4/17/2024: Low-lying Tuvalu to face “half-island floods” every 5 years by 2060

A sea wall in the low-lying island nation of Tuvalu, which faces growing flooding risks as climate change and sea level rise progress. A new Earth’s Future study models the nation’s flooding future and finds that today’s 50-year floods, covering nearly half the island, will occur once every 5 years by 2060. Credit: TCAP/UNDP

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Featured Research

Tuvalu’s current 50-year floods, inundating half the island, will be ten times more likely by 2060
Low-lying island nations around the world are at high risk of inundation due to sea-level rise and storm-generated waves. One such nation is Tuvalu, in the South Pacific, which has already experienced severe flooding events and seawater intrusion. New modeling finds that climate change will make Tuvalu’s present-day “1-in-50 year floods,” covering >45% of land area, occur once every 5 years — ten times more likely. [Earth’s Future research]

Animals can be allies in carbon sequestration
Most models of the carbon cycle and carbon sequestration do not include animals, instead focusing on rocks, plants, microbes and the atmosphere. But animals affect their environments and carbon pathways, and new modeling shows that animals could play a larger role in ecosystems’ carbon cycles than previously thought. [JGR Biogeosciences research]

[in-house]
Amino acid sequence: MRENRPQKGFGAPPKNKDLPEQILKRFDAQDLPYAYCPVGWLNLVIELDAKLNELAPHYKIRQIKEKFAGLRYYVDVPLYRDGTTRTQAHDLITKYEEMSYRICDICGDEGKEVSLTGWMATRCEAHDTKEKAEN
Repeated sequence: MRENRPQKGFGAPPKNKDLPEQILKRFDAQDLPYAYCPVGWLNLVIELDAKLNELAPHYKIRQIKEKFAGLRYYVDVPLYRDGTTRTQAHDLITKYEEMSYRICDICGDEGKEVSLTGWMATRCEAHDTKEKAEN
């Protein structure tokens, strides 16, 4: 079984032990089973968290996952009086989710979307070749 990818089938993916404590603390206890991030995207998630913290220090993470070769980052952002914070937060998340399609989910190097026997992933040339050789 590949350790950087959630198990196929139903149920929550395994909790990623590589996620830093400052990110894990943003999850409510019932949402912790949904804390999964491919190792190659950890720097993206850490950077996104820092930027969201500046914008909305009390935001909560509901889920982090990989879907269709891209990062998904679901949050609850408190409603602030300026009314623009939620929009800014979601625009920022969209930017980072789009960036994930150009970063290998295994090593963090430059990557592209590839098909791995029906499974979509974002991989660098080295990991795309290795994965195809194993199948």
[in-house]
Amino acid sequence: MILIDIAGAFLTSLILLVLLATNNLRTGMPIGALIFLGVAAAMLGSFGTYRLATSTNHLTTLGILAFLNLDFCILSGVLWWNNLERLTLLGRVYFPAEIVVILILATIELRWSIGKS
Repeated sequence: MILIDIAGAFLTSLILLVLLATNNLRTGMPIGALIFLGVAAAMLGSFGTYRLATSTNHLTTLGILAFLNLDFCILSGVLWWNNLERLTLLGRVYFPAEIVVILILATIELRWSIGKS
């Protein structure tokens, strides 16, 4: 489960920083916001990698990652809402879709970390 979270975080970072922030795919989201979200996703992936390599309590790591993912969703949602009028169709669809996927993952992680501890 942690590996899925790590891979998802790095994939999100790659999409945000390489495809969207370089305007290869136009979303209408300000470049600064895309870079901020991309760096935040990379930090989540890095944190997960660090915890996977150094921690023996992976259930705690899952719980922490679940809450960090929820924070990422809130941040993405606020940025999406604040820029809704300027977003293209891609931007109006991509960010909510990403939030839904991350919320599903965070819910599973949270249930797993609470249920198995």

Climate-changed winds have made oceans less efficient at removing carbon
The oceans can take up carbon dioxide, acting as an important mitigating factor in climate change. In recent years, the oceans have been taking up more carbon as atmospheric concentrations of greenhouse gases increased. But without climate change, oceans — especially at high latitudes — would be taking up even more because of shifts in wind patterns, a new study finds. [Geophysical Research Letters research]

Half of marine habitat loss will be abrupt, challenging for adaptation
Warming ocean waters, and associated loss of oxygen, can stress or kill ocean-dwelling organisms. Species that can’t adapt as quickly as conditions are changing may become extinct. A new study of marine habitat loss from 1850 to 2100 finds that abrupt, not gradual, habitat changes will lead to approximately half of the marine habitat loss over that time. Most habitat losses will be between 1950 and 2040, mainly due to sudden warming at the surface. [Earth’s Future research]

“Pour points” funnel rainfall through the forest canopy
When rain falls in a forest, it doesn’t fall evenly. A new study shows that leaves and branches can funnel water into “pour points,” where rain is concentrated and can fall to the ground at rates up to 15 times that of rainfall. [Water Resources Research research][Eos editor’s highlight]